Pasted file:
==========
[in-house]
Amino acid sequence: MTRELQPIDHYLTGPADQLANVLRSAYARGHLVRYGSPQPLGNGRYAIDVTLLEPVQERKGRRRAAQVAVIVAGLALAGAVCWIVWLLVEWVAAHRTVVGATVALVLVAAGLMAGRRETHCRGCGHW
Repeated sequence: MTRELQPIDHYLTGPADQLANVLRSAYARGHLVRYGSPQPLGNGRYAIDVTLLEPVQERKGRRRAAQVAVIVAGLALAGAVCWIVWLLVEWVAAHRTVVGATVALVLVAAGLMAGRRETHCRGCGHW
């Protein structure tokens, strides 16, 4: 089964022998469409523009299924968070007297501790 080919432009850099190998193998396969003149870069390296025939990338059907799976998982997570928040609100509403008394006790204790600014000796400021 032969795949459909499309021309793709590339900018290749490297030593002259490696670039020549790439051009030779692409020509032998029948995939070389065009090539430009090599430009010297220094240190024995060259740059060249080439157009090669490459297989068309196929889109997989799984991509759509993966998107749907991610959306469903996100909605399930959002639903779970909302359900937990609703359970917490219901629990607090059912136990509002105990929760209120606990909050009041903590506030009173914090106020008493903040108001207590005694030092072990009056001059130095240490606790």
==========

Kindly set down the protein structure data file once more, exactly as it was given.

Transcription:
[in-house]
Amino acid sequence: MTRELQPIDHYLTGPADQLANVLRSAYARGHLVRYGSPQPLGNGRYAIDVTLLEPVQERKGRRRAAQVAVIVAGLALAGAVCWIVWLLVEWVAAHRTVVGATVALVLVAAGLMAGRRETHCRGCGHW
Repeated sequence: MTRELQPIDHYLTGPADQLANVLRSAYARGHLVRYGSPQPLGNGRYAIDVTLLEPVQERKGRRRAAQVAVIVAGLALAGAVCWIVWLLVEWVAAHRTVVGATVALVLVAAGLMAGRRETHCRGCGHW
């Protein structure tokens, strides 16, 4: 089964022998469409523009299924968070007297501790 080919432009850099190998193998396969003149870069390296025939990338059907799976998982997570928040609100509403008394006790204790600014000796400021 032969795949459909499309021309793709590339900018290749490297030593002259490696670039020549790439051009030779692409020509032998029948995939070389065009090539430009090599430009010297220094240190024995060259740059060249080439157009090669490459297989068309196929889109997989799984991509759509993966998107749907991610959306469903996100909605399930959002639903779970909302359900937990609703359970917490219901629990607090059912136990509002105990929760209120606990909050009041903590506030009173914090106020008493903040108001207590005694030092072990009056001059130095240490606790």